Despite the Home Office declaring the use of Schedule 7 stops having fallen by 21% on the previous year, prolonged detentions under Schedule 7 powers have increased, alarmingly, by 75%.
Individuals held under Schedule 7 are held for up to 6 hours, have limited access to legal representation and do not have the right to remain silent. Property can be confiscated for up to seven days, pictures, fingerprints and DNA can also be taken. In some instances the police have conducted strip-searches during Schedule 7 stops. In many regards, being accused of a serious crime at a police station warrants an individual more rights and protections than one is afforded under Schedule 7.
78% of those detained under Schedule 7 are from ethnic minorities
Deep within the numbers we find the shocking statistic that 78% of those detained under Schedule 7 powers are from ethnic minorities. According to the last UK census, minorities constitute only 14% of the population . This extreme disparity suggests racial profiling is systemic at Schedule 7 stops.
There is also no breakdown of stops based on religion, which may prove even more embarrassing if published. People stopped at Schedule 7 stops have told CAGE that the line of questioning is extremely intrusive and uncomfortable. The officers tend to focus on questions surrounding ideology, identity and political opinions.
Schedule 7 has a damaging effect on people’s trust in the authorities as it is used at the most stressful times for families, during travel. CAGE has documented numerous Schedule 7 cases which can be found on our website Schedule7Stories.com.
CAGE has recently published the story of Ahmed who was stopped under Schedule 7: “The police officers were extremely hostile and prejudiced,” he said. “The fact that I looked like a Muslim and had travelled to Kenya before, was enough to suspect me of being a ‘terrorist’.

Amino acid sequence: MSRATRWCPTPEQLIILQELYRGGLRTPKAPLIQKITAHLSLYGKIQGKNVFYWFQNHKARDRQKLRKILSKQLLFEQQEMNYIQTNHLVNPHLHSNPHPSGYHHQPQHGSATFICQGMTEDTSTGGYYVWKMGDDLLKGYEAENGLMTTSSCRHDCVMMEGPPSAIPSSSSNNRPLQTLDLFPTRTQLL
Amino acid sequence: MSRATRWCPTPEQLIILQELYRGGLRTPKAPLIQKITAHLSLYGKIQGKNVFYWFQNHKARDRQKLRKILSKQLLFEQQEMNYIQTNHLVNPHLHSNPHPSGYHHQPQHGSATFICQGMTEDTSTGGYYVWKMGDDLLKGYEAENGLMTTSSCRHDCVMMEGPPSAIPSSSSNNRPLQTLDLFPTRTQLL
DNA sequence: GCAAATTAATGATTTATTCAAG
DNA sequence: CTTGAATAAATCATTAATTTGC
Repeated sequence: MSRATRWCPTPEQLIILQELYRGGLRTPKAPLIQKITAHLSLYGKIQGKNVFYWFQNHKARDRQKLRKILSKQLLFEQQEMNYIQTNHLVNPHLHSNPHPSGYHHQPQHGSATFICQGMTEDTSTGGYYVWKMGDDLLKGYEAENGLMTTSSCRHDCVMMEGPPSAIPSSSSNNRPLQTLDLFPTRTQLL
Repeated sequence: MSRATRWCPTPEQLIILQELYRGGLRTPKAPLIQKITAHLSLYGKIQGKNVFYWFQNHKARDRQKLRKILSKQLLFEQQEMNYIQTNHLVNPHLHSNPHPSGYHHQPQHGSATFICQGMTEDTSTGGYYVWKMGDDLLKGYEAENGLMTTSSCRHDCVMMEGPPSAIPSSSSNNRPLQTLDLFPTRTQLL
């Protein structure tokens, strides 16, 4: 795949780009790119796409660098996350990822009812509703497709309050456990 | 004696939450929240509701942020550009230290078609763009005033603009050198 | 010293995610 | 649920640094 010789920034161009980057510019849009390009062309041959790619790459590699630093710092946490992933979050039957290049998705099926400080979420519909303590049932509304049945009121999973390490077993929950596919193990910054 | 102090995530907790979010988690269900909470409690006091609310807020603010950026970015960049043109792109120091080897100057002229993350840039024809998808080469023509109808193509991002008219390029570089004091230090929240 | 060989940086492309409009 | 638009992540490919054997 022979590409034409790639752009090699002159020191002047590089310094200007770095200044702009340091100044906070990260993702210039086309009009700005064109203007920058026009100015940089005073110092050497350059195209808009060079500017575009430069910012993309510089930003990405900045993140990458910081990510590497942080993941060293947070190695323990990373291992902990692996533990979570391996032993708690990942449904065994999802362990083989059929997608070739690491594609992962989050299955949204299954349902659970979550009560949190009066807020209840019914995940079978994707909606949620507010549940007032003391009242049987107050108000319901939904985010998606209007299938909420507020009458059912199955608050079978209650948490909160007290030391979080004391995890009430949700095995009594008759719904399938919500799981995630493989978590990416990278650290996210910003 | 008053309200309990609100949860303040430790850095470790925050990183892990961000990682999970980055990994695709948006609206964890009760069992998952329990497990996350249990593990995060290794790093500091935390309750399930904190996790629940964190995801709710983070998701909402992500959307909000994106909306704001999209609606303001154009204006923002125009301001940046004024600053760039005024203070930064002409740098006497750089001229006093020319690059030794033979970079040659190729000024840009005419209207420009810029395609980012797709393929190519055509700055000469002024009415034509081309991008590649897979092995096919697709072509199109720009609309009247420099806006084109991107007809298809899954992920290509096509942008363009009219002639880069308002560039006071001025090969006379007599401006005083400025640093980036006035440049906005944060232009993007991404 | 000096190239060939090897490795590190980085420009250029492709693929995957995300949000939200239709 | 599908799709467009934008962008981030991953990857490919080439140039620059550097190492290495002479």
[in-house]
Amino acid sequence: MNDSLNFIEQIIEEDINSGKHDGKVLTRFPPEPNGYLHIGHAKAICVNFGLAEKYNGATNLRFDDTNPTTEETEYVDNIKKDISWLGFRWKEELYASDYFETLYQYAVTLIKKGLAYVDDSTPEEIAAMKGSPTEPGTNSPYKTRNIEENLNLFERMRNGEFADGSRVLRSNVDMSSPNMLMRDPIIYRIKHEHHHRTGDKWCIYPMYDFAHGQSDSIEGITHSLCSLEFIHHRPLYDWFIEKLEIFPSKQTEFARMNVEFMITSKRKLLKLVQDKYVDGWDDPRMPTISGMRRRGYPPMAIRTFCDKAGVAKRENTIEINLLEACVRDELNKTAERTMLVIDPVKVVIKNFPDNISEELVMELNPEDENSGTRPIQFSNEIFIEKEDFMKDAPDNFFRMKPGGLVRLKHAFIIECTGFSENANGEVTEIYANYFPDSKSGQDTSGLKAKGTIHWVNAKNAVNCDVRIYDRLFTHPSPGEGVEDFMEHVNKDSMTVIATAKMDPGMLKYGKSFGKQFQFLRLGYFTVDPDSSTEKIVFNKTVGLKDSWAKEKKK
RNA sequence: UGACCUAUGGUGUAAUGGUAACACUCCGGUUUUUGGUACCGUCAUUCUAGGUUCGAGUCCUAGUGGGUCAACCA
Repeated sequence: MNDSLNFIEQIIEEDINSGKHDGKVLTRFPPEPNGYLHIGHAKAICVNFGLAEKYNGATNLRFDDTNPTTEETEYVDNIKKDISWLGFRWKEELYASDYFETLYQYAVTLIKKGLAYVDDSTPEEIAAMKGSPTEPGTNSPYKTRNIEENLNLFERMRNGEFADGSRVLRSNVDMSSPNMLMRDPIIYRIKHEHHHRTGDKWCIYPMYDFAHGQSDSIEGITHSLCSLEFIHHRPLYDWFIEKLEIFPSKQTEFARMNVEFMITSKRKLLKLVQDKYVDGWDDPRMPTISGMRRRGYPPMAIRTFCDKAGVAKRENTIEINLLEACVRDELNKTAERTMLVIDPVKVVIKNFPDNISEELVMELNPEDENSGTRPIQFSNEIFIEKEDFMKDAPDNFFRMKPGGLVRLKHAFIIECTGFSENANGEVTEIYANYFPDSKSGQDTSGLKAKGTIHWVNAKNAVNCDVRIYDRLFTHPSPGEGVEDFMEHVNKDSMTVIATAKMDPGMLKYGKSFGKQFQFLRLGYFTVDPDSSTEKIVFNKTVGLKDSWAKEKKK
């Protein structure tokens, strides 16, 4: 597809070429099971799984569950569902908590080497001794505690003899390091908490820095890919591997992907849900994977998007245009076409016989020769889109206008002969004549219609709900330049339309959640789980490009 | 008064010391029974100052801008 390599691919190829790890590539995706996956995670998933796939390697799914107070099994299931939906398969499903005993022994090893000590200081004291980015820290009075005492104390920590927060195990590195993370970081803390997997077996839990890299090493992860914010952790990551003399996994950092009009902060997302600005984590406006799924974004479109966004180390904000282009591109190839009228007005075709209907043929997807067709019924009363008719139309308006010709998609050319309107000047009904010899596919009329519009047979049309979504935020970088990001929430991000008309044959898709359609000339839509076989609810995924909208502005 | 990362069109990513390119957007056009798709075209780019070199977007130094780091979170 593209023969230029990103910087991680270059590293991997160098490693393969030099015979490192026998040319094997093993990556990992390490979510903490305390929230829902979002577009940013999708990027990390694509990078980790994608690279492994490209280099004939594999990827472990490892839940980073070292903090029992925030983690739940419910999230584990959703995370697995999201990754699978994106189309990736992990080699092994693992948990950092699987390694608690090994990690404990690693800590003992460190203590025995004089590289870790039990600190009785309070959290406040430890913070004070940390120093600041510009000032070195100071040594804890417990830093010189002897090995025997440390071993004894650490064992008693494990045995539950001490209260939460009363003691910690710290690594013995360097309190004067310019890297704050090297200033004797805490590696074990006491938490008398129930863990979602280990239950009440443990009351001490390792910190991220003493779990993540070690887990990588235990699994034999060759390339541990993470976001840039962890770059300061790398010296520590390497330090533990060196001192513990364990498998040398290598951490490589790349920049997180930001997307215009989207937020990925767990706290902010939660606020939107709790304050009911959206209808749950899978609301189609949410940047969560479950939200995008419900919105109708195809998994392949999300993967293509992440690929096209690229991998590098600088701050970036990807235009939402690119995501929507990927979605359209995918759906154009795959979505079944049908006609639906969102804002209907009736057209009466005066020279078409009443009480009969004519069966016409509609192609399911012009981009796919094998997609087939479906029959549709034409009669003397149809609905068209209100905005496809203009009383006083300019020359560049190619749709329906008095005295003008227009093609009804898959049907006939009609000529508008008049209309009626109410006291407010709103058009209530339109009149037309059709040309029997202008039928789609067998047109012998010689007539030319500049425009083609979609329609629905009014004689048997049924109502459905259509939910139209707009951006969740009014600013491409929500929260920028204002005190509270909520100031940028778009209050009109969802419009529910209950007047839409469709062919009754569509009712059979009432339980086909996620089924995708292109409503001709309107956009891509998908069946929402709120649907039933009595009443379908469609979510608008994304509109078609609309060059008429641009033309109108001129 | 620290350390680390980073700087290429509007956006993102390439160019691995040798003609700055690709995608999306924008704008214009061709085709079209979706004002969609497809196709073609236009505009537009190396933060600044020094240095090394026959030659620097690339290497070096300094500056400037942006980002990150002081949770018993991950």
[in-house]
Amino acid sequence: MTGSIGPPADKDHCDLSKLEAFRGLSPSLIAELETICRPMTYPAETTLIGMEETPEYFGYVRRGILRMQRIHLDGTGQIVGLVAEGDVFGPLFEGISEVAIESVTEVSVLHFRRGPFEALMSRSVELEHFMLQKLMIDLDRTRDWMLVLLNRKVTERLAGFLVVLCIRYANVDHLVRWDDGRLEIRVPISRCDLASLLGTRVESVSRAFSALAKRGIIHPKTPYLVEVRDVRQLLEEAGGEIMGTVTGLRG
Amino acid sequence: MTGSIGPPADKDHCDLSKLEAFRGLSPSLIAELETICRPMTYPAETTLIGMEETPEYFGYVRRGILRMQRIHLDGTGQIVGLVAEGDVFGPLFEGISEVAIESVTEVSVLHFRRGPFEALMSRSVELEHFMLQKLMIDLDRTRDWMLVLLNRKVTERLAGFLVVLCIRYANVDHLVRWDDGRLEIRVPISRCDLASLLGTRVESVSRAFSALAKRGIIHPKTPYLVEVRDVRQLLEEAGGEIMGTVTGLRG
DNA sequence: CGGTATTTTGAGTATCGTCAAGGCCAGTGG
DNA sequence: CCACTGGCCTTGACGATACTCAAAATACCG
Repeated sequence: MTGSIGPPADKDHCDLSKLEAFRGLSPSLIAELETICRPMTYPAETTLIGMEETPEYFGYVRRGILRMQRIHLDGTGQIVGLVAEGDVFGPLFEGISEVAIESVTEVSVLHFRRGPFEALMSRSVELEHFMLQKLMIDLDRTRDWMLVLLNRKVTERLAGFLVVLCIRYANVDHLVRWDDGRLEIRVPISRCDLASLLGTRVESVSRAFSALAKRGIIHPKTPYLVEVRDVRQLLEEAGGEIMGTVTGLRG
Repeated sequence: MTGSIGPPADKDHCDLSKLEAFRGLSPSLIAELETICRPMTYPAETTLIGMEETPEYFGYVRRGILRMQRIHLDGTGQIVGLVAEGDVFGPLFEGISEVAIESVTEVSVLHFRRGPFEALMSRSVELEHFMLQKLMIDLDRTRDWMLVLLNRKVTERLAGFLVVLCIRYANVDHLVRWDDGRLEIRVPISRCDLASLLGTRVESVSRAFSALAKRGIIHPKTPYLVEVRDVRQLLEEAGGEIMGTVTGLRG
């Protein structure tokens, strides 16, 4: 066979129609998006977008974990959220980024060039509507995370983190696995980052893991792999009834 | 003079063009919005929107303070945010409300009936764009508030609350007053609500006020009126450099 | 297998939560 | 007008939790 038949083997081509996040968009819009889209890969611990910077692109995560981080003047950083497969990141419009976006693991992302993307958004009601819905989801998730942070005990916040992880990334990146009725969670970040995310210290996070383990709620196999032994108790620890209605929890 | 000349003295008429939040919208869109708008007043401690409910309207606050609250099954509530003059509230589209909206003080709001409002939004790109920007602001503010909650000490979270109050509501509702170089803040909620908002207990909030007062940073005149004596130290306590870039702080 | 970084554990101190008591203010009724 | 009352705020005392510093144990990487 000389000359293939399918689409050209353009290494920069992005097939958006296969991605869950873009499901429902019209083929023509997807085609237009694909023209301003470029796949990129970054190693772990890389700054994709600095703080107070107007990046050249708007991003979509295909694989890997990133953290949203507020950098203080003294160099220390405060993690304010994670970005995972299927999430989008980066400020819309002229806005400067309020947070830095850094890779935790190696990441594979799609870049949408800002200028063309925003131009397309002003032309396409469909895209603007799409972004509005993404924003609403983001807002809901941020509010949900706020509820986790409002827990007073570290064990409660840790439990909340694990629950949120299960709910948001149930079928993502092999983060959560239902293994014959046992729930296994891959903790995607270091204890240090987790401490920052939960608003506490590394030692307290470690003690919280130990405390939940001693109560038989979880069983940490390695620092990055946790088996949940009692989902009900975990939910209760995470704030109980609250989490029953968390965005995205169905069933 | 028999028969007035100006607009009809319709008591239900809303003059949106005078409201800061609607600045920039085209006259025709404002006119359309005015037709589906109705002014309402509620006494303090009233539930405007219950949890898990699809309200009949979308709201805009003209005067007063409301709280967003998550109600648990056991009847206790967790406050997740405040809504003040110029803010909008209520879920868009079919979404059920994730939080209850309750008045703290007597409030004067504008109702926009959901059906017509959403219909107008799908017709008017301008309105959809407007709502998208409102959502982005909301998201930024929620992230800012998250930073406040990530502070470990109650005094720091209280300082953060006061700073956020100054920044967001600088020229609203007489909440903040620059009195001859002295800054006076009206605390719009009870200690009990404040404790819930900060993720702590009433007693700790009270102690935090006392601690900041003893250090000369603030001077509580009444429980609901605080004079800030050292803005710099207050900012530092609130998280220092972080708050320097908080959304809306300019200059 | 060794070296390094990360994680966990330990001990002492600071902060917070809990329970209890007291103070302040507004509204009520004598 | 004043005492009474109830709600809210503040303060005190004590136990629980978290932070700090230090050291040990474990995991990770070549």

Nearly a 1/3 increase in stop and search with over 50% from minorities
Stop and search under terrorism powers increased by 32% on the previous year. Five hundred and twenty people were stopped last year, and of them, only 11% were actually arrested. At least 53% were from ethnic minorities with a further 16% declining to identify themselves by ethnicity.
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Authorities are isolating communities
The above statistics hint at a marked increase in racial and religious profiling at airports, and an increase in the use of bail – both underlining a trend where the freedom of movement of individuals is being restricted. This, at a time when actual charges and convictions are low. This securitised state of play antagonises and isolates communities, and will contribute to feelings of grievance and alienation, in the end doing very little to secure the support of Muslims for counter-terrorism initiatives.
HAVE YOU BEEN STOPPED ON SCHEDULE 7 AND WOULD LIKE TO SHARE YOUR STORY. CONTACT CAGE.
(CC image courtesy of West Midlands Police on Flikr)
NOTE: CAGE represents cases of individuals based on the remit of our work. Supporting a case does not mean we agree with the views or actions of the individual. Content published on CAGE may not reflect the official position of our organisation.